Asked about the synod assembly’s discussion of homosexuality, Pope Francis said: “When I say ‘everyone, everyone, everyone,’ [I’m speaking about] people.”
The psychologist said that “celibacy is not a direct cause of abuse; what can become a risk factor is a ministry poorly lived and not fully accepted.”
Pope Francis has written a letter to clarify his comments on sin and homosexuality from a recent interview with the Associated Press.
Pope Francis has reiterated that homosexuality is “not a crime” in a new interview published Wednesday.
In open defiance of the Vatican, Catholic bishops in Belgium on Tuesday announced the introduction of blessing ceremonies for same-sex couples in their dioceses.
African Catholic Bishops are among dozens of Church leaders who have signed a "fraternal open letter to our brother bishops in Germany”, making known their “growing concern about” the "Synodal Path" and its “potential for schism”.
The October 8 CNN report quoting Archbishop Philip Naameh as saying that the West African country risks becoming a Muslim-majority nation if homosexual practices are allowed, is false, the Catholic Church leader has said.
Members of the Catholic Laity Council in Ghana have expressed solidarity with Catholic Bishops in the West African nation against homosexuality proponents who are allegedly attempting to institutionalize and legitimize the practice in the country.
Catholic Bishops in Ghana have, in a collective statement, sought to clarify their remarks condemning the push for homosexuality in the West African country after their recent statement stirred controversy among proponents of homosexuality.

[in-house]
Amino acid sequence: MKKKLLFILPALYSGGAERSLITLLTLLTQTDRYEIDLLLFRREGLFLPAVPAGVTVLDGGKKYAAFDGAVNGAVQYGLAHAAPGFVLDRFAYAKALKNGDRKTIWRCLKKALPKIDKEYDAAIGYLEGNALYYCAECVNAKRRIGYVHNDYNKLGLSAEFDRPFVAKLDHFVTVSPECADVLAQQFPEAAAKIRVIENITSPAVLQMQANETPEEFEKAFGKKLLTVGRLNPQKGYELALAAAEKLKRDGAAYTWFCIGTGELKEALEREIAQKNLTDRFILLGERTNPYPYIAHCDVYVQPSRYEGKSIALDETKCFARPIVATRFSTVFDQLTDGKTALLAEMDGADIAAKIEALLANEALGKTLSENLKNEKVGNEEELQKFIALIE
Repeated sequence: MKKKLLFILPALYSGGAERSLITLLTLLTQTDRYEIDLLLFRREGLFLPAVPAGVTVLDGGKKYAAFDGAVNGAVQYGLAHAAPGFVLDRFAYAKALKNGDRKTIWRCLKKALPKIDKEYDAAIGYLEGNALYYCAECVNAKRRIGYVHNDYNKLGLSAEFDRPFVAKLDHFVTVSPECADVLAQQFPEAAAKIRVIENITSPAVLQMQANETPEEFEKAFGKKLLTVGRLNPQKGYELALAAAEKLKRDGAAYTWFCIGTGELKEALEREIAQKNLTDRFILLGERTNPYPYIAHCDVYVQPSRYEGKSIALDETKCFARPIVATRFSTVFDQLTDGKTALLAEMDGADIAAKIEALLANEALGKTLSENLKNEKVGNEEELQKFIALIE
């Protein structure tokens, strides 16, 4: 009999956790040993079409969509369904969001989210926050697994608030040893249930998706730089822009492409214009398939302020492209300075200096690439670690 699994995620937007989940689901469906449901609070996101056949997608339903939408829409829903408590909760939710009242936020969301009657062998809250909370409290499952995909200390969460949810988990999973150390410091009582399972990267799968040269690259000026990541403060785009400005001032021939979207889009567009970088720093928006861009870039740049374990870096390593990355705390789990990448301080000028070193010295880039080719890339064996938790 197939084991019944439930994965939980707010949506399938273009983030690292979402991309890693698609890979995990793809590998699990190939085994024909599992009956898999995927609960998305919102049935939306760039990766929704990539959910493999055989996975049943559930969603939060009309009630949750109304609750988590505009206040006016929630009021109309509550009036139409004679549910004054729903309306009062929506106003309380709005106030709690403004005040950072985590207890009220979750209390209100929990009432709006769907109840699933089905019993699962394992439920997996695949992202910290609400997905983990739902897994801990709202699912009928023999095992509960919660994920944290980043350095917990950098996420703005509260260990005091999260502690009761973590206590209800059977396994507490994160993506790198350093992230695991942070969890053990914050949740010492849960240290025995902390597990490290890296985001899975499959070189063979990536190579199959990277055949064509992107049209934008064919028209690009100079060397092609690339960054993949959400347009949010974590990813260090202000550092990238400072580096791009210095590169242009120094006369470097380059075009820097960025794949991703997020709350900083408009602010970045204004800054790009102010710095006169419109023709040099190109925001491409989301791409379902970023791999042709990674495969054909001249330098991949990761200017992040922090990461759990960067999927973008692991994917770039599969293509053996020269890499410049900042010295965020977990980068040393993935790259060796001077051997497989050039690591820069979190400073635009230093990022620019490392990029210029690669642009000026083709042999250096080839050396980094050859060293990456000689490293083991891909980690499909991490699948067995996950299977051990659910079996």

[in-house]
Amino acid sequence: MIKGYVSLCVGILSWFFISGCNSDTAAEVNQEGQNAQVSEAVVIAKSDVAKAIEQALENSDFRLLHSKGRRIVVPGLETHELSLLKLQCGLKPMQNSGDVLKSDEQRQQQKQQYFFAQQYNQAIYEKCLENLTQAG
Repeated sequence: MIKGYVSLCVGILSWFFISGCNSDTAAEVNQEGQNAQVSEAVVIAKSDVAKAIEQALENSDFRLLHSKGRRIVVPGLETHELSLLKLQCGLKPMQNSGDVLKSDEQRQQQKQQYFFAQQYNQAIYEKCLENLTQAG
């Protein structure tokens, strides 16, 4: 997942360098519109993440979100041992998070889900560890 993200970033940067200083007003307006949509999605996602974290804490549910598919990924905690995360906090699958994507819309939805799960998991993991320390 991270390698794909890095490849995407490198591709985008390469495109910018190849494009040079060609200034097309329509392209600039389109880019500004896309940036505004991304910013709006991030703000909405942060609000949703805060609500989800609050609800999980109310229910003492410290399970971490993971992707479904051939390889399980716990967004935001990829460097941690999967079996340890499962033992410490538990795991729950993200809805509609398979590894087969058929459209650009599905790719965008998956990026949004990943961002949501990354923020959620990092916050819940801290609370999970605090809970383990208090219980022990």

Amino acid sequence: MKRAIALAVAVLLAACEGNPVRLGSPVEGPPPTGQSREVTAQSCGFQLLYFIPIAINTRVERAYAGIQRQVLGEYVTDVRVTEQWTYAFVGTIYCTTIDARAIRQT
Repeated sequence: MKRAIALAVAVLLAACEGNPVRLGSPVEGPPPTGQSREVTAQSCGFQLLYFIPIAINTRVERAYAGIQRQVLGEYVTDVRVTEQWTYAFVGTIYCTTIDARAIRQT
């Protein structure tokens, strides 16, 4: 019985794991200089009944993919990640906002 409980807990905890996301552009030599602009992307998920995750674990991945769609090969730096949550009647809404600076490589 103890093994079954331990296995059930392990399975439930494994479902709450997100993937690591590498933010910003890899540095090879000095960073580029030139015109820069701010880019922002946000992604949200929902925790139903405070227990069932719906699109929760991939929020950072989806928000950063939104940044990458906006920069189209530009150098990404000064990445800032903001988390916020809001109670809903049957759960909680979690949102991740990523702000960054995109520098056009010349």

Catholic Bishops in Ghana have condemned proponents of homosexuality in the West African nation and urged government authorities "to state unambiguously their position on the matter."
A study commissioned by the Kenya Christian Professionals Forum (KCPF) to assess citizens’ perception of abortion has established that majority of people in the East African nation are opposed to attempts to legalize termination of pregnancy.
Catholic Priests serving in the Central African nation of Gabon have, in a collective statement, reached out to the country’s President Ali Bongo Ondimba asking him to renounce the promulgation of the controversial bill that seeks to decriminalize homosexuality.
Catholic Church leaders in Gabon have reacted to the decision by members of the National Assembly to decriminalize homosexuality saying the vote represents “a danger for our children and for homosexuals themselves.”
The proposed Comprehensive Sexuality Education (CSE) syllabus that seeks to teach sexuality at basic education levels in Ghana is being opposed by the country’s Catholic bishops who are interpreting the move as a subtle way of introducing homosexuality to school-going children.